It took us 2 weeks to build the wall, remembering we had to find the rocks first, then the fun bit started. We placed logs and sticks that we have collected from pruning’s along the bottom. We covered it with the large cardboard boxes you can see in the picture and emptied the black bags of paper over the top. (So that got rid of all the rubbish!)
We covered all of this with a layer of compost. Next we added a reasonably thick layer of soil dug out from our land. We covered that with a layer of sheep dung that our friend the shepherd had given us.
We had to do this in sections as it was such a big area to fill.
Garden Watering System
Next we needed to put in a watering system but we needed to be able to control how much water would be used. Using a water butt and attaching a pipe and tap we had our water holder. Next we placed the black drip feed piping onto the bed using T pieces and taps. We split the bed into 5 sections and placed taps on every section so that if they are not planted up we don’t have to water them. This ensured we could water just the bits we needed too. By the way, the water pipe was collected from a field where they had replaced a system and just discarded the old. We spent 3 mornings there sorting and untangling the pipes. We now have enough piping to irrigate the whole garden! And all for free! All we have purchased are the T pieces and the taps!
At the end of February 2014, we planted up this bed with peas, broad beans, kale, spinach, leaf beet, tomatoes, carrots, climbing beans, lettuce and potatoes. We still have one section left on the bed unplanted, I am hoping to put salad seeds in there in March. I mixed all the plants up hoping that the range will confuse the pests and so lower any problems. We then covered everything with straw to make sure the pipes were covered. Now we have to wait and see what happens!
In sitting down to write this article, I wanted to go deep into the soil food web. I wanted to start from the ground up on how the different bacterium and mycorrhiza work together with plants and trees and help make them a better, stronger version of themselves. I wanted to inspire you the way I have been inspired. Then I came to the realization that I would just be repeating information that was already out there. I would just be siting sources of this wonderful knowledge and rewriting it in my own voice. That’s boring, for me and for you.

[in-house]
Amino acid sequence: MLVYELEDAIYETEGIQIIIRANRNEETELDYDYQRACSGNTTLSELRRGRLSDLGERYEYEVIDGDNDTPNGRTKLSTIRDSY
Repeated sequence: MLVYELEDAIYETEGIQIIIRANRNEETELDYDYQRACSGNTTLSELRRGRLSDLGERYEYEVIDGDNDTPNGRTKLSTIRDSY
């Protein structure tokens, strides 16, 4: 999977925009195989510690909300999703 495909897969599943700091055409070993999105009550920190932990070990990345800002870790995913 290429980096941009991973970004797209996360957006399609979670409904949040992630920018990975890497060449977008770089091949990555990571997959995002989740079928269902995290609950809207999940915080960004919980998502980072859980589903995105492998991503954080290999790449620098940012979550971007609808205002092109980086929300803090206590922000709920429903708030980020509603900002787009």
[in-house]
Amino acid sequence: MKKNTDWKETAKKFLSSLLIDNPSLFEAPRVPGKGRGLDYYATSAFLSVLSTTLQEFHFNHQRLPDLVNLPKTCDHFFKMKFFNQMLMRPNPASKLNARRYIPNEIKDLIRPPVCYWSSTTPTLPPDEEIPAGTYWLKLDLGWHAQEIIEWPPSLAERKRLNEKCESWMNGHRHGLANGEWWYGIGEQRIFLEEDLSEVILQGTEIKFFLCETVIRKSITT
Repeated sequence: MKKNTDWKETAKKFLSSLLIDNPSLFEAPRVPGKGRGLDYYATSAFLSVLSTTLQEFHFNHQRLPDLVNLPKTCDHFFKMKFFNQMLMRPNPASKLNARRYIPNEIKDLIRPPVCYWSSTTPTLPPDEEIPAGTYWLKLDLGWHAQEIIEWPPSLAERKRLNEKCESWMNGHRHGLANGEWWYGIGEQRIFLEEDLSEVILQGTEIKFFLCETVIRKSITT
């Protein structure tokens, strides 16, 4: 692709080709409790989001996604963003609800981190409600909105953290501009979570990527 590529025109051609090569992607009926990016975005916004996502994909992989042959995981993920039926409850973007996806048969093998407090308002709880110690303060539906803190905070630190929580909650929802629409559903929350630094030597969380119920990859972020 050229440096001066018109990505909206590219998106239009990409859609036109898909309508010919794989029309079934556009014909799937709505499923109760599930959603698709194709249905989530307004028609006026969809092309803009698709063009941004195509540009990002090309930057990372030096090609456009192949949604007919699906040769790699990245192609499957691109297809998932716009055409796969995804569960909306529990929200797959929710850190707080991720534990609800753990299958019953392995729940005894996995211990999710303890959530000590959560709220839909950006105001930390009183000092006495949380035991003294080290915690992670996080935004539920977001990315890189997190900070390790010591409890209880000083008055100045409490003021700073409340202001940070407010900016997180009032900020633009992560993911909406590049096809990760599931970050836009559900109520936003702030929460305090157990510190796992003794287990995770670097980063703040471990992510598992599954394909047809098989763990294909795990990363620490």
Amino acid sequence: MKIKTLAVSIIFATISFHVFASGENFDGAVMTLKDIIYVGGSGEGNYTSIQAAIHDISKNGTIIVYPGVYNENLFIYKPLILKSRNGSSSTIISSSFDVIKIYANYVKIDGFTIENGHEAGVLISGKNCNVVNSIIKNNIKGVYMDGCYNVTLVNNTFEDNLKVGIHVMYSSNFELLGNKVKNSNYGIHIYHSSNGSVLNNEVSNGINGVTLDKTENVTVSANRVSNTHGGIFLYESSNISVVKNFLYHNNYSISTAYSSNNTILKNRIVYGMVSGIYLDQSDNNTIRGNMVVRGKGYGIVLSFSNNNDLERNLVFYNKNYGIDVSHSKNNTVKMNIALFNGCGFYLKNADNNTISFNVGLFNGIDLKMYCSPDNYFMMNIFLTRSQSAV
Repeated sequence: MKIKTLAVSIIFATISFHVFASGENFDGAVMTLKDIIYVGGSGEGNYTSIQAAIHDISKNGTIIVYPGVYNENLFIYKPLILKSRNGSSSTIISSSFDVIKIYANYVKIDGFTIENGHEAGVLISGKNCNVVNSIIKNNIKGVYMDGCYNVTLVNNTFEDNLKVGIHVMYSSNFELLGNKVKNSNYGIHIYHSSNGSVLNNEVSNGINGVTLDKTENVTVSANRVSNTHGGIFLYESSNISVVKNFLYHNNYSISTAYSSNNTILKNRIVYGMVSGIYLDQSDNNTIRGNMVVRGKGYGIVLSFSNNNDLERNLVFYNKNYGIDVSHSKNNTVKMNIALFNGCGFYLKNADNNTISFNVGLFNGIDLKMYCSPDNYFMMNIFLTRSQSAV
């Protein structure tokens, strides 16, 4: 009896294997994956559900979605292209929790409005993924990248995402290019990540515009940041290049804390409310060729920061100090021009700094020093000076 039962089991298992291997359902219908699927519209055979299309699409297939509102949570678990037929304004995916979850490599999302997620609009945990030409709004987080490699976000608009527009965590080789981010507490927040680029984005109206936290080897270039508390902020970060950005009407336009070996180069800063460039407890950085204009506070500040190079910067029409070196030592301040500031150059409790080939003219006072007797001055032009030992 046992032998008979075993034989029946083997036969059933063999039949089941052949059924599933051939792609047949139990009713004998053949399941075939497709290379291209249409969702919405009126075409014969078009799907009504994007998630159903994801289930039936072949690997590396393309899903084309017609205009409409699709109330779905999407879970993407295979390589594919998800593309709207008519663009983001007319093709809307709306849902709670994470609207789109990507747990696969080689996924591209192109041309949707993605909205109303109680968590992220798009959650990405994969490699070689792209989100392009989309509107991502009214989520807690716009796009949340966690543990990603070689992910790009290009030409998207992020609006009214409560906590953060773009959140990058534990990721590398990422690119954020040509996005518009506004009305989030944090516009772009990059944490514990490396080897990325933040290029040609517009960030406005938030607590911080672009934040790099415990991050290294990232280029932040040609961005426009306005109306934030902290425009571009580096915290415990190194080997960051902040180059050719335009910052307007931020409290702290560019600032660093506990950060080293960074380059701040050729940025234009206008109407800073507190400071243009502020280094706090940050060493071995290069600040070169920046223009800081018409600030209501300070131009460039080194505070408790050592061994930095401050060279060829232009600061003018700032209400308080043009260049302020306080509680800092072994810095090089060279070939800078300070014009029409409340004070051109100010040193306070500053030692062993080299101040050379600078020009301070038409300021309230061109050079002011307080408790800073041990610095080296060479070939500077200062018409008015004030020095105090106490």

What I want to do is show you how to use this knowledge the way I have this past year. I want to show you how to make mycorrhizal fungi on your own. You could go out and buy it (as I did for experimentation) and do it that way, but like I have asked in past articles “what if there was no home depot?”
Mycorrhiza: The Basics
Mycorrhiza can be broken down to its root words and translated literally to “root fungus”. Whether fungus makes you think of yellow toenails or mushrooms on a pizza, most don’t realize the impact they do and can have on all life on Earth. They are an amazing life-form that we are just scratching the surface of their potential. One use that commercial growers and nurseries have known for a while but is now starting to trickle to the average gardener is the symbiotic relationship mycorrhizal fungi has with plants.
All life has co-evolved with bacteria and fungi over millions of years. All life depends on life. Life not only needs to eat life to live but they also need to work together to be successful. Even humans have co-evolved with other life to get to where we are today. Mitochondria, a component in our cells that creates energy for the cell to produce proteins and molecules for cell function and reproduction has some of its own genetic code intact. This is theorized as occurring because at one point in time it was its own organism. It starting working with other cells and over time they became dependent on each other. In the bigger picture, roughly 90% of the cells in our body belong to other organisms. Only 10% of the cells that make up us are actually us. We wouldn’t be able to live without the other micro-organisms we evolved with. And plants are the same way.